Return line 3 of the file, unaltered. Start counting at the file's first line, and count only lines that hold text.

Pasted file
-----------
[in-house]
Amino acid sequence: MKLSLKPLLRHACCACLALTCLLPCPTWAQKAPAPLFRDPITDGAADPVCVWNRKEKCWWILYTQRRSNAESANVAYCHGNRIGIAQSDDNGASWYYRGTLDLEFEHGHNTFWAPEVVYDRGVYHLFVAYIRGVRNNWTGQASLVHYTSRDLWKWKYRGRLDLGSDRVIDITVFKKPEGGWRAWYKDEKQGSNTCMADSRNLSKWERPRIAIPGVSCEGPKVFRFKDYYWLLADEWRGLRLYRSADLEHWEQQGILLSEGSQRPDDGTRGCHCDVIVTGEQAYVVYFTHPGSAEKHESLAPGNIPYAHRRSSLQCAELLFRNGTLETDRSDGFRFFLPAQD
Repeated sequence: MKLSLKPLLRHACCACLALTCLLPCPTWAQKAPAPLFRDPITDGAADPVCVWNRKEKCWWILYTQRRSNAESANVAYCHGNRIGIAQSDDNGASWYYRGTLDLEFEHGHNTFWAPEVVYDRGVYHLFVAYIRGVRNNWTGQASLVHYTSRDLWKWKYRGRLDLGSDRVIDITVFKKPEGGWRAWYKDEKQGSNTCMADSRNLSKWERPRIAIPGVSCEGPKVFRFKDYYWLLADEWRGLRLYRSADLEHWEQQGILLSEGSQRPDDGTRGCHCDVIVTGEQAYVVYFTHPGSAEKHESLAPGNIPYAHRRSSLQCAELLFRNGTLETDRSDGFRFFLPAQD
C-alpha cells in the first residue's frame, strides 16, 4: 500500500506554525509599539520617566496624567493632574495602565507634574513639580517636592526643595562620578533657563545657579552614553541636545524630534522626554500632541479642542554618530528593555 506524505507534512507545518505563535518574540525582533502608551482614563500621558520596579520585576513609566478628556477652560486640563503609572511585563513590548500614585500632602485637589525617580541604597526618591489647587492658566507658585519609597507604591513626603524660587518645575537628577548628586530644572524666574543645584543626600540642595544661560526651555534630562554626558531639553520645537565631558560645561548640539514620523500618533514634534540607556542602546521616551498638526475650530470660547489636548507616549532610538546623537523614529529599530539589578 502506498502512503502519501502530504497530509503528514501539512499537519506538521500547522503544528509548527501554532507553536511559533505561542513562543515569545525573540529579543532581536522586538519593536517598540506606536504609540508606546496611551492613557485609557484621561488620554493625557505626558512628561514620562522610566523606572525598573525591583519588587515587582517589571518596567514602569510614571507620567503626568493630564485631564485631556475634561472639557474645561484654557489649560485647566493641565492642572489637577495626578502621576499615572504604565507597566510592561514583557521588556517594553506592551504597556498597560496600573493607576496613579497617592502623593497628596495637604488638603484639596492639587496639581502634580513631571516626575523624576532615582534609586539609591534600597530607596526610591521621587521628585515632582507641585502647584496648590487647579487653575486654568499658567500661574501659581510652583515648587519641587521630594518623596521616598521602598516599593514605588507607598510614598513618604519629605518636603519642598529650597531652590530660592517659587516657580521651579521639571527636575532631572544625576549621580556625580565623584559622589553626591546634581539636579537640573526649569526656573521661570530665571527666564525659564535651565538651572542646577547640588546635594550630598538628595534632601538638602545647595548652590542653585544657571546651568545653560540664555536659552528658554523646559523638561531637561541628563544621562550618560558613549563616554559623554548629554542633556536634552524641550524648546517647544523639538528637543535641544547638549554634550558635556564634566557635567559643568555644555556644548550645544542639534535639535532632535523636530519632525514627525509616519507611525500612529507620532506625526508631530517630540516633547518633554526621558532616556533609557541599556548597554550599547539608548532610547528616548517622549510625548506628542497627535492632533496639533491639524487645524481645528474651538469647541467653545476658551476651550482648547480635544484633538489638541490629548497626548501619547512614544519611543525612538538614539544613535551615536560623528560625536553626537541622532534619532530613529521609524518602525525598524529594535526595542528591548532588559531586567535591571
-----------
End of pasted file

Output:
Repeated sequence: MKLSLKPLLRHACCACLALTCLLPCPTWAQKAPAPLFRDPITDGAADPVCVWNRKEKCWWILYTQRRSNAESANVAYCHGNRIGIAQSDDNGASWYYRGTLDLEFEHGHNTFWAPEVVYDRGVYHLFVAYIRGVRNNWTGQASLVHYTSRDLWKWKYRGRLDLGSDRVIDITVFKKPEGGWRAWYKDEKQGSNTCMADSRNLSKWERPRIAIPGVSCEGPKVFRFKDYYWLLADEWRGLRLYRSADLEHWEQQGILLSEGSQRPDDGTRGCHCDVIVTGEQAYVVYFTHPGSAEKHESLAPGNIPYAHRRSSLQCAELLFRNGTLETDRSDGFRFFLPAQD